For the first time, brewers across the state were able to sell their canned and bottled creations directly to consumers on Sunday.
Many of the laws spawned by the state legislative session went into effect Sunday. The specific change for Denton’s Armadillo Ale Works came after Gov. Greg Abbott’s signature to House Bill 672, which rectified what many small brewers saw as an unfair anomaly afflicting the state.
Until Sunday, Texas was the only state in the country that required production brewers to go through a distributor to sell their product to customers on the go.
Bobby Mullins, co-owner of Armadillo Ale Works, said beer-to-go sold in-house will be similarly priced to what is sold in stores, and that no beer-filled cans or growlers sold can be consumed on the premises.
As part of the Sunday festivities at Armadillo, customers were able to buy a limited edition “Wizard Staff” full of 12 cans of beer. Only 25 of the cardboard novelties were made in advance, and the majority of those had been purchased by early Sunday afternoon.
“Basically, since up to this day we weren’t allowed to send any beer out the door, we joked that it was a ‘none shall pass’ deal, and so with the wizard staff today, ‘all shall pass,’” Mullins said.
In addition to the reference to The Lord of the Rings, a popular drinking game involves stacking empty beer cans to make a tall “wizard staff.”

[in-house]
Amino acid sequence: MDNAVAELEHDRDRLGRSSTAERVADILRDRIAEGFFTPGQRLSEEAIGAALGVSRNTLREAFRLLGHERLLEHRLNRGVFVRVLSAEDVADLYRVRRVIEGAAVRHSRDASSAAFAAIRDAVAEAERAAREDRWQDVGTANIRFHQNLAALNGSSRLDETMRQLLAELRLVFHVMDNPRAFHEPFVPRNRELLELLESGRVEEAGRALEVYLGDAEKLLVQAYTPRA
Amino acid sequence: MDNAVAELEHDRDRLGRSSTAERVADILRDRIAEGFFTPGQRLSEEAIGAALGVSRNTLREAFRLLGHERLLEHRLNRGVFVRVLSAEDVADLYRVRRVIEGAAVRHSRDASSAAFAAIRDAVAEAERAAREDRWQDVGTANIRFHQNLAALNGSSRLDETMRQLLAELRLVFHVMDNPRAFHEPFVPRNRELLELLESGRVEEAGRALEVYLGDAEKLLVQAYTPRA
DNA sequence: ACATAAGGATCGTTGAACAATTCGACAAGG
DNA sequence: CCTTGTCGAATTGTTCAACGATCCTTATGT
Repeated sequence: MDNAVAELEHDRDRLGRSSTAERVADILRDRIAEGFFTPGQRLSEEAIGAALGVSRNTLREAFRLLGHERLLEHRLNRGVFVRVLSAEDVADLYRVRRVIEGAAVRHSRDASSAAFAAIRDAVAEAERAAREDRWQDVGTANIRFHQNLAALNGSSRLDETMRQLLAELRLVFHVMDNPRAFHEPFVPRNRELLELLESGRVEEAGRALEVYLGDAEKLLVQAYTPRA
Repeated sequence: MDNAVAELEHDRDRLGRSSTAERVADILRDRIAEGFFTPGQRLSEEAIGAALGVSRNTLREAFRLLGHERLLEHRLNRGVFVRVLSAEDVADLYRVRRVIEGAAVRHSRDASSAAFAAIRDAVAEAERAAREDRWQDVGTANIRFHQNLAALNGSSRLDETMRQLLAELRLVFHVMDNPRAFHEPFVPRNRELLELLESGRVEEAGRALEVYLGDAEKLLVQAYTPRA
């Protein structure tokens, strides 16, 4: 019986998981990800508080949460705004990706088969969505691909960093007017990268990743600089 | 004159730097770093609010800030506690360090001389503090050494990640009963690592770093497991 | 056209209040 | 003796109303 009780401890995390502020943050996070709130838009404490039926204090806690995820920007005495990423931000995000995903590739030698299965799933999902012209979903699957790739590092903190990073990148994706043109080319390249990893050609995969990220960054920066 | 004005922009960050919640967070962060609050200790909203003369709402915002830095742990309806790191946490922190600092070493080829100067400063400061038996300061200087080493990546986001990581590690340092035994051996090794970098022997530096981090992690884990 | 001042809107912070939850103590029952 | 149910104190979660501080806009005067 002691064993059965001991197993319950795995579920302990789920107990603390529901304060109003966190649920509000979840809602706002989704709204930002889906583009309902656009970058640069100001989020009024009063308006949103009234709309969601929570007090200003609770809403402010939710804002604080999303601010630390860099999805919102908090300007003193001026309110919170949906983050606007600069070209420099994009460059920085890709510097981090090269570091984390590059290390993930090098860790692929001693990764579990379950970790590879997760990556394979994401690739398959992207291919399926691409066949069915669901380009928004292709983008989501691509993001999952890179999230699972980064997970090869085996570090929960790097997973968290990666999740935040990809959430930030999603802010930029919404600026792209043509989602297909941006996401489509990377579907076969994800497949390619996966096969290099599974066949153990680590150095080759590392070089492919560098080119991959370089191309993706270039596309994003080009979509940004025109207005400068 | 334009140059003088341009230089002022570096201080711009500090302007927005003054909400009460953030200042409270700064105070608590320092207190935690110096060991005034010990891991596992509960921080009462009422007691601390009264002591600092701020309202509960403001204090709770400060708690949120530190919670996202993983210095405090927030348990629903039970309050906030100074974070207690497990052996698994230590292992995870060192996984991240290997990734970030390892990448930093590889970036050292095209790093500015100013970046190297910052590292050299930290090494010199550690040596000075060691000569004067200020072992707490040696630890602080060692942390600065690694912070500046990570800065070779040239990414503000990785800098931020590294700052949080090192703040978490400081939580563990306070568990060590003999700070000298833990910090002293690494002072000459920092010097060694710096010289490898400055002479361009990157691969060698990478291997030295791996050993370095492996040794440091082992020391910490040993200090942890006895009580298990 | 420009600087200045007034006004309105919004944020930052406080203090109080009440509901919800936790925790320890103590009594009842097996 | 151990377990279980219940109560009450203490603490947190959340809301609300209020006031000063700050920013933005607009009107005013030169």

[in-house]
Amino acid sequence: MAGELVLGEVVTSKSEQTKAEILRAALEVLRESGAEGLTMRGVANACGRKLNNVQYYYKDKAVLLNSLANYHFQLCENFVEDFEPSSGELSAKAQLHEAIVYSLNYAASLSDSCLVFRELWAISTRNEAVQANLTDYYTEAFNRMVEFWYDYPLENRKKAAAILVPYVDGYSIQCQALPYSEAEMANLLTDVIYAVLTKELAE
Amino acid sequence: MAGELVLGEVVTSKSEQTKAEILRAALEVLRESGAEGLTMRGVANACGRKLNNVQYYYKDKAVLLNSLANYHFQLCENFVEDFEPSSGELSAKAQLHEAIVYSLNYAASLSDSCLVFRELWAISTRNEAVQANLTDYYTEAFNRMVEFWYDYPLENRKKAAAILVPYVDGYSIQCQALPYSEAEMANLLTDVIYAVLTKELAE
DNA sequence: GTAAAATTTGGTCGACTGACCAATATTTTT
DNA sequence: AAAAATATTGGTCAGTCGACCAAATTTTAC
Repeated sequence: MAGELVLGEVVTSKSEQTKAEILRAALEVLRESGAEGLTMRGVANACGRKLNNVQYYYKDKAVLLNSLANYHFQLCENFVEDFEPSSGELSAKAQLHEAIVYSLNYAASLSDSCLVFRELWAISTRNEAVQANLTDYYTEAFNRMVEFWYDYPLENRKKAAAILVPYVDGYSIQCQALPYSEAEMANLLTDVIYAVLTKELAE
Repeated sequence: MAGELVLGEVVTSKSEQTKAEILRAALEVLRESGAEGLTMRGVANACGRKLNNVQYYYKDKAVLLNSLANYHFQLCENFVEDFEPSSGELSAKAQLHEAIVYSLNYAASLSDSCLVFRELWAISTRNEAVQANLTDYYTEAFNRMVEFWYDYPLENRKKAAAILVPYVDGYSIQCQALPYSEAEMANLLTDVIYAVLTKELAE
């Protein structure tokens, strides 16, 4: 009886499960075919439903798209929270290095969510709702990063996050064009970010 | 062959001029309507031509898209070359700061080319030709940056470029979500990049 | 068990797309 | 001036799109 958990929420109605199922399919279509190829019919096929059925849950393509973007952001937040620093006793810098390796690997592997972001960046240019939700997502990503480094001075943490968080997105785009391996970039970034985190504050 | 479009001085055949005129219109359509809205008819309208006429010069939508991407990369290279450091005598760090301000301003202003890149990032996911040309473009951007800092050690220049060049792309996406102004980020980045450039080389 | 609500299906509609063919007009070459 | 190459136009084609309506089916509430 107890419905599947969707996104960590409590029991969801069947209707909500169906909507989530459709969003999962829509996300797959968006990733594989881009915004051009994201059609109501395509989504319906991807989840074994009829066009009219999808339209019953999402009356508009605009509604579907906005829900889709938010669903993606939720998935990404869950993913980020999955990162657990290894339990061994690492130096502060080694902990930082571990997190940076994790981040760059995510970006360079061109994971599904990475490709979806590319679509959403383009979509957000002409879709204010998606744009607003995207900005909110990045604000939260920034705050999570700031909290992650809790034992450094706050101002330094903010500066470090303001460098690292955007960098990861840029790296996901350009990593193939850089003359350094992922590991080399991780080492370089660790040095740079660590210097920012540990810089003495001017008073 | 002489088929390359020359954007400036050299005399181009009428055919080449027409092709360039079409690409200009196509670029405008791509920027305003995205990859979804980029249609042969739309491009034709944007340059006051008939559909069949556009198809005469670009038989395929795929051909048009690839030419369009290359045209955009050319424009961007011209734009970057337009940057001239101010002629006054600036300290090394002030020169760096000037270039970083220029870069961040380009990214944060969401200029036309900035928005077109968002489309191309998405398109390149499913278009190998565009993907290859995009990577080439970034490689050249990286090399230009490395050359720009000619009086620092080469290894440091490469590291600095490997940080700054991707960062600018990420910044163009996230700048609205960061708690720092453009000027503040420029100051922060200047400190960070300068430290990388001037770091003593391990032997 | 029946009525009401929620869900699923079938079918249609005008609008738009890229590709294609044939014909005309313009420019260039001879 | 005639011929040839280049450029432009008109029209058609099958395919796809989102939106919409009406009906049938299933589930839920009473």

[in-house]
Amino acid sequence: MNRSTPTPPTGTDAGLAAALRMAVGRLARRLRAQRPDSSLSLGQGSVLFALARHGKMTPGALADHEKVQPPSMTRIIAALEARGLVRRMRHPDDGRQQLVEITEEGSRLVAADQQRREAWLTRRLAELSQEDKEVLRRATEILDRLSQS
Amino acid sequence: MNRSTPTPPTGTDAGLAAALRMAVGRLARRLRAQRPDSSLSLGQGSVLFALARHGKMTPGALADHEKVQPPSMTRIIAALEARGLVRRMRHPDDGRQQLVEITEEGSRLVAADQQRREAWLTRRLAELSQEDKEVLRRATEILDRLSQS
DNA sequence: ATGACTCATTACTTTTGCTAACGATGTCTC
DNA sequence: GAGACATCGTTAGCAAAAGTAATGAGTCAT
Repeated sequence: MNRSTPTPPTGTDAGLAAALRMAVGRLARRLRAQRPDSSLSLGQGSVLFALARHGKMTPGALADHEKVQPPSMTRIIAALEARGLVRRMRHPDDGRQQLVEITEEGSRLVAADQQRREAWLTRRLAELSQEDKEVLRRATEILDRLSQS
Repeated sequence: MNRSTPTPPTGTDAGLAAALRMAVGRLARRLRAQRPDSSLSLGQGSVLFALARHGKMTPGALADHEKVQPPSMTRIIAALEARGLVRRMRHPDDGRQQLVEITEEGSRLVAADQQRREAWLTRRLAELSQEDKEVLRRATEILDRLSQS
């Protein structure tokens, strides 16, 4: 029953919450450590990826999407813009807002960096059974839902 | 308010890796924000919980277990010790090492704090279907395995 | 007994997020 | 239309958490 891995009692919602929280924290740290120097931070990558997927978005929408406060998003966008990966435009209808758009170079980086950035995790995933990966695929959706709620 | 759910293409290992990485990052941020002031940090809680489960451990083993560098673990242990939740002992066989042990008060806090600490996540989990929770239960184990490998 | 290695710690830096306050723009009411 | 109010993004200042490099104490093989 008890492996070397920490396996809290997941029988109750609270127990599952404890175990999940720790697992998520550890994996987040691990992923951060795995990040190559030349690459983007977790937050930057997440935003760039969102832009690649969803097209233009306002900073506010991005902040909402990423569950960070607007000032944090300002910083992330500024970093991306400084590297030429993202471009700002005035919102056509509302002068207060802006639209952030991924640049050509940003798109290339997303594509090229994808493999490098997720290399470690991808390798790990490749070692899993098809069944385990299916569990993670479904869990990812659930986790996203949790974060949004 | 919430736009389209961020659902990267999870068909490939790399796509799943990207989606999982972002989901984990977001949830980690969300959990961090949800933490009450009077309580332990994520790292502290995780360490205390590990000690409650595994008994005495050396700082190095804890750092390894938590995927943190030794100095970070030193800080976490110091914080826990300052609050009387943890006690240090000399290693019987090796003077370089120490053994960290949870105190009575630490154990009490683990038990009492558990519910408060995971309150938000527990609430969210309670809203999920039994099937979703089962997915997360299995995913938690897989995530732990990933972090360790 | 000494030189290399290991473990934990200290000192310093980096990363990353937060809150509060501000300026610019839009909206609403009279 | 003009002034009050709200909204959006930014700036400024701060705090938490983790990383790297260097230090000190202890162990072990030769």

Mullins said the legislative change is big news for their operation in Denton. He said Armadillo will continue distributing beer to stores, but now customers can walk out with six-packs, four-packs and growlers, air-tight jugs for beer often made of glass, ceramic or stainless steel.
In fact, customers can now purchase growlers filled with beers that aren’t ordinarily distributed to local stores.
Jake Davern was one of the early adopters of the change. He made the trip from Corinth with his son to mark the occasion. After just a few minutes inside, he was headed out with a four-pack and growler.
“I just wanted to be a part of it and support them,” Davern said.
While he wouldn’t quite call himself a regular, he said the spot is a popular date-night stop with his wife.
“I wouldn’t say regular because I have kids,” he said gesturing to 4-year-old Jude attached to his hand.
He said he’ll probably make the trip more frequently now that he can dip in and out more quickly to purchase a drink, thus avoiding the fickle boredom of young children.
As he explained that, Jude tugged at his father’s hand, asking if he could play one of the arcade games sitting in the corner.